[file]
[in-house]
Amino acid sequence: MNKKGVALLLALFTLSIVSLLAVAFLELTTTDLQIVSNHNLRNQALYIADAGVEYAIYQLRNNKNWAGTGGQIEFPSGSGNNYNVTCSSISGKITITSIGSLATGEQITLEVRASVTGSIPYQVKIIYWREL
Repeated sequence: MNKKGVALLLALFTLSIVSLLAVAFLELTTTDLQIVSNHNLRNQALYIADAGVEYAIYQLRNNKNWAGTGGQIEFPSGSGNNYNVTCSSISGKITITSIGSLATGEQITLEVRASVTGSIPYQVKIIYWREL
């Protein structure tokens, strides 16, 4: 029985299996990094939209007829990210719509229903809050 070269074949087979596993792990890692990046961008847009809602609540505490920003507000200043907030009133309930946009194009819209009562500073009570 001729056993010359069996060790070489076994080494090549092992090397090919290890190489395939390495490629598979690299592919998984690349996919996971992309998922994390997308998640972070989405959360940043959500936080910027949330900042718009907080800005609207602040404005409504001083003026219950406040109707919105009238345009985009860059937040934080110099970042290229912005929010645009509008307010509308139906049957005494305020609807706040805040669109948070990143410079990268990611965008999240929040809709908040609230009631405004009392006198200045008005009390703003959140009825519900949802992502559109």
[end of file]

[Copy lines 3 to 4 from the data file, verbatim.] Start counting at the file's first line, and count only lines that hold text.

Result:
Repeated sequence: MNKKGVALLLALFTLSIVSLLAVAFLELTTTDLQIVSNHNLRNQALYIADAGVEYAIYQLRNNKNWAGTGGQIEFPSGSGNNYNVTCSSISGKITITSIGSLATGEQITLEVRASVTGSIPYQVKIIYWREL
């Protein structure tokens, strides 16, 4: 029985299996990094939209007829990210719509229903809050 070269074949087979596993792990890692990046961008847009809602609540505490920003507000200043907030009133309930946009194009819209009562500073009570 001729056993010359069996060790070489076994080494090549092992090397090919290890190489395939390495490629598979690299592919998984690349996919996971992309998922994390997308998640972070989405959360940043959500936080910027949330900042718009907080800005609207602040404005409504001083003026219950406040109707919105009238345009985009860059937040934080110099970042290229912005929010645009509008307010509308139906049957005494305020609807706040805040669109948070990143410079990268990611965008999240929040809709908040609230009631405004009392006198200045008005009390703003959140009825519900949802992502559109």